COLUMBUS, Ohio (WCMH) — Catalytic converter thefts appear to be dropping across Columbus — but police cautioned against letting your guard down just yet.

Just 20 catalytic converters were reported stolen to Columbus police since Jan. 1, police said, far lower than the hundreds-high peaks of months past. But for some, like auto mechanic Jerry Schwan, the problem is just as bad as ever.

“It’s horrible and it’s a nightmare,” Schwan said.

Schwan works at Tom and Jerry’s Auto Service in Clinton Township. On Jan. 6, his fellow workers walked into work to an unpleasant surprise: Four catalytic converters were stolen from cars in the shop’s lot.

Over the Past three weeks, Schwan said dozens of customers have come in with the same problem.

Schwan said replacing a catalytic converter can run you anywhere from $1,500 to $5,000 without insurance. Even with good insurance coverage, he said, car owners can be on the hook for hundreds of dollars.

Schwan said catalytic converter theft has been an issue he’s seen for years. But the last few weeks, he’s felt like a truckload has been dumped on him.

“I just don’t know where it is coming from,” Schwan said.

However, Columbus police said catalytic converter thefts are the lowest they’ve been in two years.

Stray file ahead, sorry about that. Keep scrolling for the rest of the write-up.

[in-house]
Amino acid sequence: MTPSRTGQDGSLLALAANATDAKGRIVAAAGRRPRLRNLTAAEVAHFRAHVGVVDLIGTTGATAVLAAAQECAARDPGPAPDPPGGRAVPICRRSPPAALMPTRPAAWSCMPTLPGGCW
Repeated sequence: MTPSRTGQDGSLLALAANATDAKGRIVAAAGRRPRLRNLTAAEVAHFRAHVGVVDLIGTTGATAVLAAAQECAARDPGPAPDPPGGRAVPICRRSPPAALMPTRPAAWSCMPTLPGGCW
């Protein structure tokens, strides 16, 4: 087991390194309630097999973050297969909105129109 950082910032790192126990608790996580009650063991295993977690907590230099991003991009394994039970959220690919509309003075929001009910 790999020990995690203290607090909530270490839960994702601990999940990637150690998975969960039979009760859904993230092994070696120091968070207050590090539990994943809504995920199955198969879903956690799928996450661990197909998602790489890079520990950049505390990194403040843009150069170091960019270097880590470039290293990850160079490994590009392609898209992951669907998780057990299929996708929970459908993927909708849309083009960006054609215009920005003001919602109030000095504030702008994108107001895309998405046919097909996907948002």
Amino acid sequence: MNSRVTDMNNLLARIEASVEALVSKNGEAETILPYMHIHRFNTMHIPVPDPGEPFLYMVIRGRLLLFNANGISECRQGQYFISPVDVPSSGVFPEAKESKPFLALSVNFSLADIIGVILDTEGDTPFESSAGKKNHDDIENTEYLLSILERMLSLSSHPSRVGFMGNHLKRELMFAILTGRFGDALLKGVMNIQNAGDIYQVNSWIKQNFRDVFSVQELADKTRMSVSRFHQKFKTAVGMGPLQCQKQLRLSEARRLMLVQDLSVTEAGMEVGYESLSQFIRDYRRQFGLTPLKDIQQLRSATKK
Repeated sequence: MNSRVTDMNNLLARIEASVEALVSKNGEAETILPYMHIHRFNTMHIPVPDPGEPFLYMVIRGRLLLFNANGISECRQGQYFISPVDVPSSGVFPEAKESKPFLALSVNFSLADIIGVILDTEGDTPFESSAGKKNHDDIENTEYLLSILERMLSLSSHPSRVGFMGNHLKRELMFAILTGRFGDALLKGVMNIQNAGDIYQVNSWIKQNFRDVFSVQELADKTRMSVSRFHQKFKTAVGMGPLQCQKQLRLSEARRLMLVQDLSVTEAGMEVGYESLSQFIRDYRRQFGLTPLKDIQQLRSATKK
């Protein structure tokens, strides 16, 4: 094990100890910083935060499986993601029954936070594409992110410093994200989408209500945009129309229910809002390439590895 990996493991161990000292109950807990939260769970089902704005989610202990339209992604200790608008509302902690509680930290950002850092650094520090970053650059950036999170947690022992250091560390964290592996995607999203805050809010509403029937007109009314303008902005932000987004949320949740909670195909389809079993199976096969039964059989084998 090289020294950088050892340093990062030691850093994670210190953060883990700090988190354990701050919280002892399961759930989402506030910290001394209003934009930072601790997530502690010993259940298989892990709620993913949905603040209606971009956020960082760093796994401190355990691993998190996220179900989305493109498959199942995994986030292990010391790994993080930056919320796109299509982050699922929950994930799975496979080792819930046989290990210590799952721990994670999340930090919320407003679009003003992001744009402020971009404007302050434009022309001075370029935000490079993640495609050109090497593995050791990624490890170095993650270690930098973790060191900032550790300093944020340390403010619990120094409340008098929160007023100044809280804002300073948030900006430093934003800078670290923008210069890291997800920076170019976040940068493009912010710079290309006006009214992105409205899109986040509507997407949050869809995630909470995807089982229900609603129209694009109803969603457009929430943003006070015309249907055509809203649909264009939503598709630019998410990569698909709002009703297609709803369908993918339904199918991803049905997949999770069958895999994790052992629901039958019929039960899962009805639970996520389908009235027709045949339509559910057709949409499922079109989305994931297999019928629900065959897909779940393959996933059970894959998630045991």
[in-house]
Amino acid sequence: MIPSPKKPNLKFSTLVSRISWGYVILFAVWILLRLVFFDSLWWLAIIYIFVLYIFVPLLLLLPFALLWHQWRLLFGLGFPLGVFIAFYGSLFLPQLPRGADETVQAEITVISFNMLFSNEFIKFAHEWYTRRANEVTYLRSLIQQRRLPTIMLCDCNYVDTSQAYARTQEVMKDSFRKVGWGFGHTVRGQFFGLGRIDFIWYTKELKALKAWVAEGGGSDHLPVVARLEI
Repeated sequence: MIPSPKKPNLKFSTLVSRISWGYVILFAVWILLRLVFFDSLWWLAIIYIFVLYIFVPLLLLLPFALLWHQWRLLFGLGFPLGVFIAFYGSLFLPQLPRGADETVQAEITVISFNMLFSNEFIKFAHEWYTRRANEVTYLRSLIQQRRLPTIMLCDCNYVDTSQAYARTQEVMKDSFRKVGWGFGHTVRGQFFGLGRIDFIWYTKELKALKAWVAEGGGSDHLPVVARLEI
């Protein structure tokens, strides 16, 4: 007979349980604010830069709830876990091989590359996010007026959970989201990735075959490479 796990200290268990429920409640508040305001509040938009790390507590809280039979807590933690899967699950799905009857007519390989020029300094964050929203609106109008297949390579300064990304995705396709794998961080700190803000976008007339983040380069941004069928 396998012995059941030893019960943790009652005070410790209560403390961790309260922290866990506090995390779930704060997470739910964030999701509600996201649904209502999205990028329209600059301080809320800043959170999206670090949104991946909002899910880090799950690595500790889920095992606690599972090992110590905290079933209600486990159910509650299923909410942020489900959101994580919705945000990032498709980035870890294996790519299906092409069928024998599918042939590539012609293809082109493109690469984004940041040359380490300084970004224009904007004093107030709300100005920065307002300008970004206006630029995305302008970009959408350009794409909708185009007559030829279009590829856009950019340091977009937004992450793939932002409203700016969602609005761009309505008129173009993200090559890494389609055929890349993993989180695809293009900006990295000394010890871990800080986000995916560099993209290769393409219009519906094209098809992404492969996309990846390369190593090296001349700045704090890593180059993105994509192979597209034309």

“We’ve had a significant decrease beginning May 2022. It has steadily continued with that trend,” said Alex Bahnen, a Columbus police commander.

There were 181 thefts reported in January 2022, much higher than this month’s 20. The city’s peak was in July 2021 with 226 stolen catalytic converters.

Police said the decline kicked into gear in September, after Groveport police did a major catalytic converter theft ring bust.

Bahnen said this is often not a crime committed by juveniles.

“Generally we don’t see juveniles involved in the theft of catalytic converters – as a general rule there are always exceptions,” Bahnen said. “It typically is an adult crime generally because the scrap yards don’t deal with juveniles when they bring catalytic converters in there.”

But Bahnen said it’s not time to get complacent.

“Frankly, the sound of sawblades cutting metal, it’s a pretty unique sound, it happens in about two minutes, a minute and a half, two minutes,” Bahnen said. “If you hear screeching sawblades, it’s a good time to call the police.”

Police said parking lots or other crowded areas tend to be the most popular spots for this type of crime.